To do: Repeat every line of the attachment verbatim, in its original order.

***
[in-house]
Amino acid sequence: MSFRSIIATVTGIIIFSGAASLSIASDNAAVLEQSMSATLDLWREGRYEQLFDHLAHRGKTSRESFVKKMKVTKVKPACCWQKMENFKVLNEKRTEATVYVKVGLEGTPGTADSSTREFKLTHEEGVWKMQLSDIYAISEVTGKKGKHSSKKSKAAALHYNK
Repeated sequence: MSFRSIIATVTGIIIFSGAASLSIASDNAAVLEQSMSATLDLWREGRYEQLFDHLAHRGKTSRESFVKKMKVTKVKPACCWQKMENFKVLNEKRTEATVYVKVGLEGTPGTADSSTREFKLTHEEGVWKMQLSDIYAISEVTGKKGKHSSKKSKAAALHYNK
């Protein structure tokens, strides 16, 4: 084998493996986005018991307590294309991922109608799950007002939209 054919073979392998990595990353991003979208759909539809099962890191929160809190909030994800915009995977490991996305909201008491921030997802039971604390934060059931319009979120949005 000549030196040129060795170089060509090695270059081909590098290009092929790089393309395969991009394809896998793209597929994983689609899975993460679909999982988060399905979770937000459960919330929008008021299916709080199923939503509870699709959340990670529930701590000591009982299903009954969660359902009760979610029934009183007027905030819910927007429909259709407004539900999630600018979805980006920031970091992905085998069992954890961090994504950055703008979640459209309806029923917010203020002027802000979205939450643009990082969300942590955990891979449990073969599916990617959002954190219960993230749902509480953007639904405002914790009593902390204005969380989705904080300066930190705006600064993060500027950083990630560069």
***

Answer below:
[in-house]
Amino acid sequence: MSFRSIIATVTGIIIFSGAASLSIASDNAAVLEQSMSATLDLWREGRYEQLFDHLAHRGKTSRESFVKKMKVTKVKPACCWQKMENFKVLNEKRTEATVYVKVGLEGTPGTADSSTREFKLTHEEGVWKMQLSDIYAISEVTGKKGKHSSKKSKAAALHYNK
Repeated sequence: MSFRSIIATVTGIIIFSGAASLSIASDNAAVLEQSMSATLDLWREGRYEQLFDHLAHRGKTSRESFVKKMKVTKVKPACCWQKMENFKVLNEKRTEATVYVKVGLEGTPGTADSSTREFKLTHEEGVWKMQLSDIYAISEVTGKKGKHSSKKSKAAALHYNK
């Protein structure tokens, strides 16, 4: 084998493996986005018991307590294309991922109608799950007002939209 054919073979392998990595990353991003979208759909539809099962890191929160809190909030994800915009995977490991996305909201008491921030997802039971604390934060059931319009979120949005 000549030196040129060795170089060509090695270059081909590098290009092929790089393309395969991009394809896998793209597929994983689609899975993460679909999982988060399905979770937000459960919330929008008021299916709080199923939503509870699709959340990670529930701590000591009982299903009954969660359902009760979610029934009183007027905030819910927007429909259709407004539900999630600018979805980006920031970091992905085998069992954890961090994504950055703008979640459209309806029923917010203020002027802000979205939450643009990082969300942590955990891979449990073969599916990617959002954190219960993230749902509480953007639904405002914790009593902390204005969380989705904080300066930190705006600064993060500027950083990630560069």